Conservatives call this approach an invitation to engage in judicial activism. They see it as an attempt to achieve by judicial fiat what could not be achieved through the political process.
Others counter that recent high court rulings striking down acts of Congress, such as the Violence Against Women Act, are a form of conservative judicial activism.
Roberts's position on judicial restraint today appears to be largely consistent with the talking points and memos he drafted 24 years ago as a young lawyer in the Reagan administration.
"Courts cannot, under the guise of constitutional review, restrike balances struck by the legislature or substitute their own policy choices for those of elected officials," Roberts wrote in a 1981 draft article on judicial restraint.
"All of us ... may heartily endorse a 'right to privacy,' he wrote. "That does not, however, mean that courts should discern such an abstraction in the Constitution."
The quote could provide grist for pointed questions from senators about whether Roberts recognizes a right to privacy (and, by extension, an abortion right) within the Constitution. But Roberts has dodged such case-specific questions in the past.
Perhaps the best evidence of how Roberts's approach to judicial restraint translates to a courtroom are his rulings as a federal appeals court judge.
In a March 2004 decision dealing with a dispute between a pharmaceutical manufacturer and the Drug Enforcement Administration, Roberts agreed with his two colleagues on the three-judge panel that the case should be remanded. But in a concurring opinion, Roberts objected to the two other judges attempting to interpret the applicable statute prior to the issue being returned to the DEA.
"This is sufficient ground for deciding this case, and the cardinal principal of judicial restraint - if it is not necessary to decide more, it is necessary not to decide more - counsels us to go no further," he wrote.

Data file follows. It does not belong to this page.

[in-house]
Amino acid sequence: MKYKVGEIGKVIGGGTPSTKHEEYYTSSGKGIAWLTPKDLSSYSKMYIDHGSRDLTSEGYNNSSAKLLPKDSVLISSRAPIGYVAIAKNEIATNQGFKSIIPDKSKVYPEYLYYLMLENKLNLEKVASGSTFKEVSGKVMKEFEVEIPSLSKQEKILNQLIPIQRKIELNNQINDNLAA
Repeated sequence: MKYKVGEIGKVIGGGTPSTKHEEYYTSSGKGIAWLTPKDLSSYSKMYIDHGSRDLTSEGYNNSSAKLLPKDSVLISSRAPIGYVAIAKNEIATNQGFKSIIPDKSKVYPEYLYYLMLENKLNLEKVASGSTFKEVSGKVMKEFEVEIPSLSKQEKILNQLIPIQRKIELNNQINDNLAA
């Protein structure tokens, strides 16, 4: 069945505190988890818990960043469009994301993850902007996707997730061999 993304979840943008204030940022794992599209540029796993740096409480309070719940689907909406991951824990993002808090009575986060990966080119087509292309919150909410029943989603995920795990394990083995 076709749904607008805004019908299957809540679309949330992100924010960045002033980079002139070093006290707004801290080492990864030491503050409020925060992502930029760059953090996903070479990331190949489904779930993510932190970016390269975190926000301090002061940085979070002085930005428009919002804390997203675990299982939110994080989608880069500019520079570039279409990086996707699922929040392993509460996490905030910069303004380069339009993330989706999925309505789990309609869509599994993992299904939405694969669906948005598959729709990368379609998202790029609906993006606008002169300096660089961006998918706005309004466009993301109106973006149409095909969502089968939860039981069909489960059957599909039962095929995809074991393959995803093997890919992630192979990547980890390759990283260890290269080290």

"My brethren, however, are not content with this narrow and effectively conceded basis for disposition, and instead adopt an alternative ground of far broader significance," he says. "I cannot go along for that gratuitous ride."
The now-famous French fry case is another example of Roberts's application of judicial restraint. In that 2004 case, a 12-year-old girl was arrested, handcuffed, and detained because she had eaten a French fry in a Washington, D.C., subway station. The resulting lawsuit asked the court to declare that the city had violated the girl's constitutional rights by enforcing its policy of arresting teens who eat in the subway system while only issuing warnings to adults caught eating.
The Roberts opinion zeros in on the legal issue and leaves policy questions to city officials.
"The district court described the policies that led to [the girl's] arrest as 'foolish,' and indeed the policies were changed after those responsible endured the sort of publicity reserved for adults who make young girls cry," he wrote. "The question before us, however, is not whether these policies were a bad idea, but whether they violated the Fourth and Fifth Amendments to the Constitution. Like the district court, we conclude that they did not."